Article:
Almost two-thirds of Americans, or 63 percent, report being stressed about the future of the nation, according to the American Psychological Association’s Eleventh Stress in America survey, conducted in August and released on Wednesday.  This worry about the fate of the union tops longstanding stressors such as money (62 percent) and work (61 percent) and also cuts across political proclivities. However, a significantly larger proportion of Democrats (73 percent) reported feeling stress than independents (59 percent) and Republicans (56 percent).

The “current social divisiveness” in America was reported by 59 percent of those surveyed as a cause of their own malaise. When the APA surveyed Americans a year ago, 52 percent said they were stressed by the presidential campaign. Since then, anxieties have only grown.

A majority of the more than 3,400 Americans polled, 59 percent, said “they consider this to to be the lowest point in our nation’s history that they can remember.” That sentiment spanned generations, including those that lived through World War II, the Vietnam War, and the terrorist attacks of Sept. 11. (Some 30 percent of people polled cited terrorism as a source of concern, a number that’s likely to rise given the alleged terrorist attack in New York City on Tuesday.)

“We have a picture that says people are concerned,” said Arthur Evans, APA’s chief executive officer. “Any one data point may not not be so important, but taken together, it starts to paint a picture.”

The survey didn’t ask respondents specifically about the administration of President Donald Trump, Evans said. He points to the “acrimony in the public discourse” and “the general feeling that we are divided as a country” as being more important than any particular person or political party.

Yet he and the study note that particular policy issues are a major source of anxiety. Some 43 percent of respondents said health care was a cause. The economy (35 percent) and trust in government (32 percent) also ranked highly, as did hate crimes (31 percent) and crime in general (31 percent). 

 

“Policymakers need to understand that this is an issue that is important to people, that the uncertainty is having an impact on stress levels, and that stress has an impact on health status,” Evans said, pointing out that the relationship between stress and health is well-established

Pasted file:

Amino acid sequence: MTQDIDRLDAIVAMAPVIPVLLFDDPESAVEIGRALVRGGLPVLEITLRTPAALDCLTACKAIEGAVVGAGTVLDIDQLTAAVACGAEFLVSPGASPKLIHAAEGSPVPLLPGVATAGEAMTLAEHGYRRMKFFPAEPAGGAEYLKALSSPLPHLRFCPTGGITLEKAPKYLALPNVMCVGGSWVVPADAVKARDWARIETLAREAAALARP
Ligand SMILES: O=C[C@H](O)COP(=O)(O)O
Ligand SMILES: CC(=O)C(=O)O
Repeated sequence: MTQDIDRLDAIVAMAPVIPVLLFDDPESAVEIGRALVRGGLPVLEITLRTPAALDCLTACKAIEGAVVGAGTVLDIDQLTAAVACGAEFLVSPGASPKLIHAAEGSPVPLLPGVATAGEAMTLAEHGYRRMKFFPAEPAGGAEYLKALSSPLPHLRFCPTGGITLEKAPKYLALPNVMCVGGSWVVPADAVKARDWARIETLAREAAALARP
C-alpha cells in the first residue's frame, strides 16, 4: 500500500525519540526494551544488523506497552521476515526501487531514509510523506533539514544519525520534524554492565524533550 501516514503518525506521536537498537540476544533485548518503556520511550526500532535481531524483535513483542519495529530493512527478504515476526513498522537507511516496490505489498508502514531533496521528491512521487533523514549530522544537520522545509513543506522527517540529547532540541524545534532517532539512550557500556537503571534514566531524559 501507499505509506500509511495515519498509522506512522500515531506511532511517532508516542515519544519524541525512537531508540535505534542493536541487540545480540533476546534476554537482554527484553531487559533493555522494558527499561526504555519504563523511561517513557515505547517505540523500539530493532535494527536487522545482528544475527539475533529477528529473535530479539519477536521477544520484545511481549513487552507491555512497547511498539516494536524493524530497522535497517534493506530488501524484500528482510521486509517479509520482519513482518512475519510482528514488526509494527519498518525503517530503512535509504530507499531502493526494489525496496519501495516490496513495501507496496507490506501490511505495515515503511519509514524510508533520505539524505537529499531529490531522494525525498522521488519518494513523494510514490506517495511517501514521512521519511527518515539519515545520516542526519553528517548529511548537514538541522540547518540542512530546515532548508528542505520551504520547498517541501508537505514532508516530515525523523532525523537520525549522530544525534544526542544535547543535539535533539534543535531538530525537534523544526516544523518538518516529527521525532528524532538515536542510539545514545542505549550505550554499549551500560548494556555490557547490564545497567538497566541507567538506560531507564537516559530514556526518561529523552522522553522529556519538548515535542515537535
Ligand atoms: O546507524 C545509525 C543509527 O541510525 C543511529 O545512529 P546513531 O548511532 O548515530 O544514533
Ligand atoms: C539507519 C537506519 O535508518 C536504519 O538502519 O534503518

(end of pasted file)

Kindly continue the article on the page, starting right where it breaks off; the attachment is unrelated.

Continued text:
• And keeping up with the latest developments is a source of worry all its own. Most Americans—56 percent—said they want to stay informed, but the news causes them stress. (Yet even more, 72 percent, said “the media blows things out of proportion.”)

The APA survey did find, however, that not everyone is feeling the same degree of anxiety. Women normally report higher levels of stress than men, though worries among both genders tend to rise or fall in tandem. This year, however, they diverged: On a 10-point scale, women reported a slight increase in stress, rising from an average 5.0 in 2016 to 5.1 in 2017, while the level for men dropped, from an average 4.6 to 4.4. 

Racial divides also exist in reported stress. While the levels among blacks and Hispanics were lower in 2016 than the year before, they rose for both groups in 2017, to 5.2 for Hispanic adults and 5.0 for black adults. Among whites, meanwhile, the average remained the same, at 4.7. 

The report also notes that many Americans are finding at least one healthy way to feel better: 53 percent reported exercising or doing other physical activity to cope. Social support is also important,  Evans said. “Third,” he says, “I think it’s really important for people to disconnect from the constant barrage of information.”